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California is a community property state. What does that mean?

After several months trying to make your marriage work, you and your partner have decided to divorce. The decision was painful, and the divorce process looks, if not painful, then certainly not pleasant.

One of the most complicated aspects of a divorce is property division. You may have heard the term “community property state” in reference to California’s divorce laws. But what does this term mean, and how will it affect your assets?

Community property vs. equitable distribution

There are two ways to handle property division. Every state in the U.S. falls under the category of community property or equitable distribution:

  • Community property means that the property and assets acquired after marriage, with some exceptions, must be divided fifty-fifty between spouses.
  • Equitable distribution is when spouses must divide their assets in an equitable manner. This means a fair, but not necessarily fifty-fifty, split.

Because California is a community property state, divorce courts will divide marital property equally between spouses. This includes cars, real estate and bank accounts—even if they are under only one spouse’s name. Any inherited assets or assets purchased before the marriage are separate property, and do not need to be split.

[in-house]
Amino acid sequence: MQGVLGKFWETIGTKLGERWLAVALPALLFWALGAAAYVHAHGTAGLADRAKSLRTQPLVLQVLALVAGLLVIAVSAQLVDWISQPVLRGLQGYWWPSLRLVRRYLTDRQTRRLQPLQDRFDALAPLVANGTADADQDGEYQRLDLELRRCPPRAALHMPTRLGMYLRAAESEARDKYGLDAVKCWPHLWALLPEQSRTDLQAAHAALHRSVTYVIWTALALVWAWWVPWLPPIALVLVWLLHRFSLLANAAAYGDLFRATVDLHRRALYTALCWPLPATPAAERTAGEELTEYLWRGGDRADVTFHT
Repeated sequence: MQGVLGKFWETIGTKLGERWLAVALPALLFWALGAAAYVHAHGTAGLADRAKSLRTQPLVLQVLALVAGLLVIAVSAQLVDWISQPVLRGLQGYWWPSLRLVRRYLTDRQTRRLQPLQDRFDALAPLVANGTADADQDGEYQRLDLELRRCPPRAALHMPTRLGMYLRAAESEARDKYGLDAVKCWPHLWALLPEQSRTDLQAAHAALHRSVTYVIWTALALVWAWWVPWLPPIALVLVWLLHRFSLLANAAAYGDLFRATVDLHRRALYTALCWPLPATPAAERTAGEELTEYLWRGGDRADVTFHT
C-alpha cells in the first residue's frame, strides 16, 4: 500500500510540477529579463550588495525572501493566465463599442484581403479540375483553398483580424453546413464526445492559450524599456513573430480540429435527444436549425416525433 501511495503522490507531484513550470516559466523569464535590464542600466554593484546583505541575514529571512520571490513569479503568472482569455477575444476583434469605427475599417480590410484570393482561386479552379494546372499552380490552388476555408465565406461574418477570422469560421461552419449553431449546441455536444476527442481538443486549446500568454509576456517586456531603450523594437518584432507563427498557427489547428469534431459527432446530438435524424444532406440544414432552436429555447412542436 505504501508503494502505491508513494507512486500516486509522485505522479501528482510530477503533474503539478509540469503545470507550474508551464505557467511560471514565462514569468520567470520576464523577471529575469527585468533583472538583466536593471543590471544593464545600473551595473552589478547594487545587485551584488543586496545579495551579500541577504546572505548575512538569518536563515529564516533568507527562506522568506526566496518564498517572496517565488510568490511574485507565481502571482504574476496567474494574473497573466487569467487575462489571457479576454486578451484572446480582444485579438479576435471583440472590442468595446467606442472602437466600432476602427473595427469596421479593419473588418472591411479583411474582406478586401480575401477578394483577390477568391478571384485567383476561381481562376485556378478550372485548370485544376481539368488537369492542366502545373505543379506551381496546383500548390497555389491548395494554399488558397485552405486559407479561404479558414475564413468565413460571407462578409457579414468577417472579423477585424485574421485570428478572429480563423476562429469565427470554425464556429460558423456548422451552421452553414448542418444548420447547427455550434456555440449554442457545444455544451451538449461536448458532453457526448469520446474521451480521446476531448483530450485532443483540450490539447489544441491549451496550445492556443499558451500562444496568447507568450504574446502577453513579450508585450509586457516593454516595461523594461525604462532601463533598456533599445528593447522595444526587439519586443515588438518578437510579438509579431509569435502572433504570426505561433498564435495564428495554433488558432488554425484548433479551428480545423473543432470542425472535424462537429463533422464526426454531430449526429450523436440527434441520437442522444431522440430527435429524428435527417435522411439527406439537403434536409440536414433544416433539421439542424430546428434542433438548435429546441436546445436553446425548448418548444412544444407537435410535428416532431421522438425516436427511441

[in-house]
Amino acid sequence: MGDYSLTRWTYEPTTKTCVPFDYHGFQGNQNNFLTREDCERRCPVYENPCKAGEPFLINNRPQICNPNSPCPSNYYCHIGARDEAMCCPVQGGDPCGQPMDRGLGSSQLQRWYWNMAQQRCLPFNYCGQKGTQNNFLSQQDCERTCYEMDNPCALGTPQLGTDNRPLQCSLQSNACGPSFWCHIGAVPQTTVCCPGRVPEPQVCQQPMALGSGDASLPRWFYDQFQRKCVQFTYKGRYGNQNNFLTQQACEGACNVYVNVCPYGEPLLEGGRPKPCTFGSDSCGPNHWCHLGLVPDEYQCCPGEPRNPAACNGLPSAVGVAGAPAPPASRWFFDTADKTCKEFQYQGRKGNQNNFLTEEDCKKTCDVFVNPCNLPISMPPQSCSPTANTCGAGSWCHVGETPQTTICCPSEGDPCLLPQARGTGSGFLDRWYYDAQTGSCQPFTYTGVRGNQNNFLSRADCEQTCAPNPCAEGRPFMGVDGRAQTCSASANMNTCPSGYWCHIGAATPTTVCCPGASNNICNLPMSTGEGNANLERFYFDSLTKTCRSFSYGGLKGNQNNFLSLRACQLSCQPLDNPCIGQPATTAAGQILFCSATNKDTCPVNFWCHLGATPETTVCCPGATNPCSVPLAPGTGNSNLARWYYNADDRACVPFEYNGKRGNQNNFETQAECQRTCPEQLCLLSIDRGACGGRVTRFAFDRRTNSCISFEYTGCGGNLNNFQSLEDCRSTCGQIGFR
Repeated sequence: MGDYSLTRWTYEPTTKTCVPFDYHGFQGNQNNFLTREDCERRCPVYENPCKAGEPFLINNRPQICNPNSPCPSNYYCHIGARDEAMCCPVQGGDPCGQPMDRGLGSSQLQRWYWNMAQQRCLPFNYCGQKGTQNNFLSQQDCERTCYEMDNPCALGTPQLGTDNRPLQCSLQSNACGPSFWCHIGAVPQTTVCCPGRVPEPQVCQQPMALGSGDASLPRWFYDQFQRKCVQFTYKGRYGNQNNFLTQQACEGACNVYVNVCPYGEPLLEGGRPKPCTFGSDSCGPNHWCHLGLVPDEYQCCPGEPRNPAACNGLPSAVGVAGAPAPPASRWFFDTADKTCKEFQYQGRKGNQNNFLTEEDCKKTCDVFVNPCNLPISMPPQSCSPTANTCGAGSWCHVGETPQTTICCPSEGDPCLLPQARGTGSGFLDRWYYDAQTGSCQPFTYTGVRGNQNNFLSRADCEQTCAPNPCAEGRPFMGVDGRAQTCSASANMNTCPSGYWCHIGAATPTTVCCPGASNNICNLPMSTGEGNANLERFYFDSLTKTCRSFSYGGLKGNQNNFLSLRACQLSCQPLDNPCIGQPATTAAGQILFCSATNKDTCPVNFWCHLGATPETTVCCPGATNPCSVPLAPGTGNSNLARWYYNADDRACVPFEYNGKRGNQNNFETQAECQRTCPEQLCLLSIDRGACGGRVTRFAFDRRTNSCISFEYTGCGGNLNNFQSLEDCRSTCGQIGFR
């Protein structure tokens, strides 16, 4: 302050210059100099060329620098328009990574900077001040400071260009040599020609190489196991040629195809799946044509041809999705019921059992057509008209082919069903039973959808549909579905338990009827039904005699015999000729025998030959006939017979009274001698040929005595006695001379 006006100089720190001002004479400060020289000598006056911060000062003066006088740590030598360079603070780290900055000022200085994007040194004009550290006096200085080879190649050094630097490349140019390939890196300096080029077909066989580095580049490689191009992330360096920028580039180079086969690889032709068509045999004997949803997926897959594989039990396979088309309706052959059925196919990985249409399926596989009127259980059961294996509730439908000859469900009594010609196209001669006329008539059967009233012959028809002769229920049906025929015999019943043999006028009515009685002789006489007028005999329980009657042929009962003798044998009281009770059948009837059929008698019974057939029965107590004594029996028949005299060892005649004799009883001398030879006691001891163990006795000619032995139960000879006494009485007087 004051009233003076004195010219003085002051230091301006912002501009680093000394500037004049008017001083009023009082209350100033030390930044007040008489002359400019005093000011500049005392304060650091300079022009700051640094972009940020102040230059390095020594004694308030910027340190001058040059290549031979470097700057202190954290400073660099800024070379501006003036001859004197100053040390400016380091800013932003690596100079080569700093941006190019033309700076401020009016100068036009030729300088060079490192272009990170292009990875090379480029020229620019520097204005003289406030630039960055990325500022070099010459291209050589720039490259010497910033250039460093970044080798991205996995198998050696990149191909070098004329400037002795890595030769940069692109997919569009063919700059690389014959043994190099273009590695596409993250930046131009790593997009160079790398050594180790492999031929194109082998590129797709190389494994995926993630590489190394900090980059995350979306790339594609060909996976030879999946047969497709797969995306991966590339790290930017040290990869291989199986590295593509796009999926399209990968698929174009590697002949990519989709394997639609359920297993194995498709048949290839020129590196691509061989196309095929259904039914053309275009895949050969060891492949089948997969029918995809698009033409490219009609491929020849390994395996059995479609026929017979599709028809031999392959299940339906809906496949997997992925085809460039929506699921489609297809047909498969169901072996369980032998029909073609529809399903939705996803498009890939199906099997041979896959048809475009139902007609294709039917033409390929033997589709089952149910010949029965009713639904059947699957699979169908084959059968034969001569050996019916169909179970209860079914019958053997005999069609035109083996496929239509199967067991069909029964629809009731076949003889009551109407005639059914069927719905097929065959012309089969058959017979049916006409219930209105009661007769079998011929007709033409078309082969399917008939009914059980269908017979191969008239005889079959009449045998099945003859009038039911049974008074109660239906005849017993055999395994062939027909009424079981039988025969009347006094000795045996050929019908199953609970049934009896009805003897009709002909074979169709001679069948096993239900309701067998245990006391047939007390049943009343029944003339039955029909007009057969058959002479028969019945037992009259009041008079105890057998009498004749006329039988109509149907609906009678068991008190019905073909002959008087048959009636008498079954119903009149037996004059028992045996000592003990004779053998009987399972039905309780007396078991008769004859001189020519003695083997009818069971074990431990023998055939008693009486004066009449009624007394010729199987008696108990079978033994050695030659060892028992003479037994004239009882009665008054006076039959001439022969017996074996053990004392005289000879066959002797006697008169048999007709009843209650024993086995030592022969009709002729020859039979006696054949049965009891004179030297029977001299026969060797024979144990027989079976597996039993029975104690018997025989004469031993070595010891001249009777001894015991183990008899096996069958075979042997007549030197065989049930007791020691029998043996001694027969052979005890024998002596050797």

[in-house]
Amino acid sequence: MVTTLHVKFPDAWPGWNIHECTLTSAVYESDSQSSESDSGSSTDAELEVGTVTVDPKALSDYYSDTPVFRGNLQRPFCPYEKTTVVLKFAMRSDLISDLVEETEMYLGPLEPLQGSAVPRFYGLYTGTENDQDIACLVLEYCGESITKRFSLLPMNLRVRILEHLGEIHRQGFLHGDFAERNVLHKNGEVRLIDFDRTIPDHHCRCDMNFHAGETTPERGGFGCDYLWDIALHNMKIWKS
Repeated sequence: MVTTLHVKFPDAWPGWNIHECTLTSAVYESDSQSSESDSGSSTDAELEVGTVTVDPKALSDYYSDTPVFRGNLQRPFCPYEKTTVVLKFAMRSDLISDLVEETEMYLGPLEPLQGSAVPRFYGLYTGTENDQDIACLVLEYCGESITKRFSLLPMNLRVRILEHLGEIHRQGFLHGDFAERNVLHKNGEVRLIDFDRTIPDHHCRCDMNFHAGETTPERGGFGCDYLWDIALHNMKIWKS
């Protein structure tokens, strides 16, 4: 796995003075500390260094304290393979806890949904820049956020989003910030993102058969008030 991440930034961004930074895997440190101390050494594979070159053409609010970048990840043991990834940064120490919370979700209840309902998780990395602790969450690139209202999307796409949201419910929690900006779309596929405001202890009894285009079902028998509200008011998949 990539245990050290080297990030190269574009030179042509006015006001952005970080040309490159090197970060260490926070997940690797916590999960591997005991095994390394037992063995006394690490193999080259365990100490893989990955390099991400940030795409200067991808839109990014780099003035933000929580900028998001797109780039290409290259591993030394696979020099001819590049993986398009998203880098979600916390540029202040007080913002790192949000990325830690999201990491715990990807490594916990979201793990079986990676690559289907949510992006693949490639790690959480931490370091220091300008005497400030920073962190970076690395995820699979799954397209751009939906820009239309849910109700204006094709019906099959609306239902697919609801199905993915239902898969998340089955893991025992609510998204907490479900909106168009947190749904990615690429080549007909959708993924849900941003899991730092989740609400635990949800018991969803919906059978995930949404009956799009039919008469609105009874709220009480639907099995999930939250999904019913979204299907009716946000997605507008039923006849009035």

So, what will happen to my assets?

It may not be possible to predict the outcome of your property division agreement with any certainty. Property distribution arrangements vary couple to couple. For example, some couples sell their house and split the proceeds; others choose to have one spouse remain while the other buys out their share.

You may still have some leeway when it comes to dividing your marital property. If you can reach a private arrangement with your spouse, you may not have to proceed to court. But if you do take your divorce to trial, a judge will determine how to split your assets evenly.

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